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  1. Subscriber C J Horse
    A stable personality
    12 Sep '06 15:23
    The TOS state that you cannot use chess engines, computers or software. Fair enough - we don't want people to use artificial intelligence to analyse positions and have a machine tell them what to do. What I don't understand is that use of databases is allowed. Aren't these simply huge collections of master games showing what moves were made? Can't you just feed in the moves of your game and copy what other players did in the same position? If so, you're not really playing the games yourself are you? So, what's the difference? By the way, this is a serious question.
  2. Standard member Dragon Fire
    Lord of all beasts
    12 Sep '06 15:32
    Originally posted by C J Horse
    The TOS state that you cannot use chess engines, computers or software. Fair enough - we don't want people to use artificial intelligence to analyse positions and have a machine tell them what to do. What I don't understand is that use of databases is allowed. Aren't these simply huge collections of master games showing what moves were made? Can't you just ...[text shortened]... games yourself are you? So, what's the difference? By the way, this is a serious question.
    Yes you can but sooner or later you reach the end of the line and if you do not understand the position and the reasons for it being "won" or "equal" you will lose.

    I find I am frequently playing opponents graded 400+ points below me and they play 20 moves of a complex opening like the Ruy Lopez move perfect but then when they reach the end of the line immediately make a silly tactical blunder.

    Once I carelessly played a move in the opening out of sequence (on the 3rd move instead of the 4th) in my rush and I should have been slaughtered as a result but, no, he did not know how to cope with it. I eventually won this clearly lost game.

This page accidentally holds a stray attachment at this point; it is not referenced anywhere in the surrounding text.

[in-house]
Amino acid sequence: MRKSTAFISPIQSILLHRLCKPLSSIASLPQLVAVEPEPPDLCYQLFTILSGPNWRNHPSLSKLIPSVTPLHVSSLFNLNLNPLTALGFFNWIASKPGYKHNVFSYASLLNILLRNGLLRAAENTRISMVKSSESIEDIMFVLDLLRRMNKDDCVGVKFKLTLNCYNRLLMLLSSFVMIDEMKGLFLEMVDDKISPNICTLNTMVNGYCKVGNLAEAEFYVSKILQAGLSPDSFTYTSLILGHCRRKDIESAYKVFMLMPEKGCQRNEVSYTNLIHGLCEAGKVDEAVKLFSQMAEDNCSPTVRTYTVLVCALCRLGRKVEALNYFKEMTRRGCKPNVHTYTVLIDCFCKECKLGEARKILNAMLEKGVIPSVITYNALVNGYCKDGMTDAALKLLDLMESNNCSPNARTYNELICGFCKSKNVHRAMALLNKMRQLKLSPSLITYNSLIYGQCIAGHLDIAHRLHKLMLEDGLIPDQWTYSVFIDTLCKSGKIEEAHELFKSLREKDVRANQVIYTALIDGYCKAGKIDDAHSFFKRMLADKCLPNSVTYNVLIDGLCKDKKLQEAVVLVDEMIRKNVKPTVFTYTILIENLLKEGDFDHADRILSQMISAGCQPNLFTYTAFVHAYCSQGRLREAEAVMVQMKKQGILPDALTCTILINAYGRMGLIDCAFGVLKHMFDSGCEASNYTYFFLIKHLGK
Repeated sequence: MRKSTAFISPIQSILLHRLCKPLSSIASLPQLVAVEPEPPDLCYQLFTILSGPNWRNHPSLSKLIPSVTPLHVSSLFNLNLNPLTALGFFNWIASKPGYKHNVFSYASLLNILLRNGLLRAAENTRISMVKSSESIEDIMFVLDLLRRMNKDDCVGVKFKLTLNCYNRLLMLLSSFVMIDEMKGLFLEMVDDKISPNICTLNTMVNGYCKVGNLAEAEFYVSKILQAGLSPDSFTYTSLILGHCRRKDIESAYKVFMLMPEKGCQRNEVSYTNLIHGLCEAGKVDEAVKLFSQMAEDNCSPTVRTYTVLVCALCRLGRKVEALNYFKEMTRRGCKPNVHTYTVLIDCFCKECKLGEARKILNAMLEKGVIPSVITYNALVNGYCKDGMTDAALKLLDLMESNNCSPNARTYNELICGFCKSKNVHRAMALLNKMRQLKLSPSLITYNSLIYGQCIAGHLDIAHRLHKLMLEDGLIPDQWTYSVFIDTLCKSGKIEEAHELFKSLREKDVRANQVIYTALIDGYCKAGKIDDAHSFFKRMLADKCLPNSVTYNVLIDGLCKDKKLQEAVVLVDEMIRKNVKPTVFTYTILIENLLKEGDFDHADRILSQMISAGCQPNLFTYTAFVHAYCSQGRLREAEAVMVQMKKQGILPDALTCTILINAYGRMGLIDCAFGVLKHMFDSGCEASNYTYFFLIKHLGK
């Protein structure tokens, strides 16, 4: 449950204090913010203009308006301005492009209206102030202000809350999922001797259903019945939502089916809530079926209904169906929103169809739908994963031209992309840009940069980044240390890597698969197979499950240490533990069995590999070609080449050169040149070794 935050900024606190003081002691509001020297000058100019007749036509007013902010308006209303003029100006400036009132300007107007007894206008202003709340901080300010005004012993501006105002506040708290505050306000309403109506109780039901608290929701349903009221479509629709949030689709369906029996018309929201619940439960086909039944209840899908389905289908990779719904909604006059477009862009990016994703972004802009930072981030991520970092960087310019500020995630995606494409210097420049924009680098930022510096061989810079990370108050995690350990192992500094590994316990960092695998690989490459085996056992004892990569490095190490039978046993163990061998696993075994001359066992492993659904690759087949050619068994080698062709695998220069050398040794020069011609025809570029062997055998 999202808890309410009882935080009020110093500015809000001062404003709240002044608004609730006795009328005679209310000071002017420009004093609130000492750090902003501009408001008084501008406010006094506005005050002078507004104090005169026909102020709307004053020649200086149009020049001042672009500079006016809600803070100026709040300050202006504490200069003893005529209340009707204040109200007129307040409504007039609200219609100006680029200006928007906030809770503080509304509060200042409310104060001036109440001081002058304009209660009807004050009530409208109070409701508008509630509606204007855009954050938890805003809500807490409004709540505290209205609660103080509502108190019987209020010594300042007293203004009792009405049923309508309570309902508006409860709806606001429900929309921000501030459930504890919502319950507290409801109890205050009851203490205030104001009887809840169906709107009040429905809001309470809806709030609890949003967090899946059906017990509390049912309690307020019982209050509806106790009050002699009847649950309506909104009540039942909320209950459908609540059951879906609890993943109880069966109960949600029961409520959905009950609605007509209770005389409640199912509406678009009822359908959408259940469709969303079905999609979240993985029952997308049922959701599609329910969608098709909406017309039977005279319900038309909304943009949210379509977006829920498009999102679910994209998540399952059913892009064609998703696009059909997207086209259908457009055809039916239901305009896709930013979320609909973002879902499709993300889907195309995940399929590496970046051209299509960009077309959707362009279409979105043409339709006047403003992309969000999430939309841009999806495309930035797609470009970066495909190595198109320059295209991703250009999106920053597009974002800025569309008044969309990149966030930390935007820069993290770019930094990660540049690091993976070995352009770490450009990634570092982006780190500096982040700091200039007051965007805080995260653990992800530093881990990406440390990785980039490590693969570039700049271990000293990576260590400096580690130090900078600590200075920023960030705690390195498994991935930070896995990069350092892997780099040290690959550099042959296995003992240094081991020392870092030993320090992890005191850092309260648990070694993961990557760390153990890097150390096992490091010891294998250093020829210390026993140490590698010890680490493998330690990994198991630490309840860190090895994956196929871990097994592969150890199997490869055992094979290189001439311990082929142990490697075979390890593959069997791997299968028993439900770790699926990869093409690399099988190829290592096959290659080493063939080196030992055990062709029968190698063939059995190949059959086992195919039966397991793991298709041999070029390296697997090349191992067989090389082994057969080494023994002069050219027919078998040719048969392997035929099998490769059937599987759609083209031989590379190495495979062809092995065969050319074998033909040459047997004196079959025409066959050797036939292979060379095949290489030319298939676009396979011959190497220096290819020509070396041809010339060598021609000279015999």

If you are up to it get them out of their "book" (database) by playing an early a3,b3,g3 or h3 (or a6,etc.) but just ensure that it is sound in the context of the game.
  3. 12 Sep '06 15:33
    I personally use databases all of the time!
  4. Standard member Wulebgr
    Angler
    12 Sep '06 15:50
    Originally posted by YUG0slav
    I personally use databases all of the time!
    I use them in about 20% of my games, and have been bitten hard when I've used them without hard work alongside such work. The more I use them, the more time I spend on each game.
  5. 12 Sep '06 17:51
    Originally posted by C J Horse
    The TOS state that you cannot use chess engines, computers or software. Fair enough - we don't want people to use artificial intelligence to analyse positions and have a machine tell them what to do. What I don't understand is that use of databases is allowed. Aren't these simply huge collections of master games showing what moves were made? Can't you just ...[text shortened]... games yourself are you? So, what's the difference? By the way, this is a serious question.
    Agreed.
  6. 12 Sep '06 17:58
    You have to understand why that move was made instead of copying the moves with no though. Once your opponent deviates from the theory you have to know how to punish him for it.

    As people mentioned already, lot of player play perfect openings and once the book ends, they have no clue what to do and get defeated easily.

    The best way I found was to figure out what you want to play. Now check the databases, if you picked the right move play it. If not figure out why the db move is better and then play it. This way you can understand the game better and know what to do once you get out of theory.
  7. 12 Sep '06 18:22
    Originally posted by RahimK
    You have to understand why that move was made instead of copying the moves with no though. Once your opponent deviates from the theory you have to know how to punish him for it.

    As people mentioned already, lot of player play perfect openings and once the book ends, they have no clue what to do and get defeated easily.

    The best way I found was to figur ...[text shortened]... it. This way you can understand the game better and know what to do once you get out of theory.
    At first I though the same as C J, but I have started using databases, and it is much more complicated than just copying a move from other game, in my case, I have found a lot of games with the same position, then I start to see wich games were lost by W or B, then I look at all the winning games, as they all dont finish the same, then pick a move that fits my style, or that I can understand as rahimk said, and it is a coincidence that your opponent has the same database, so he could pick a move that your database doesnt have, and then you have to apply the concepts of the game, usually I play the hole game in the database and try to understand what was the advantaga and idea at long term.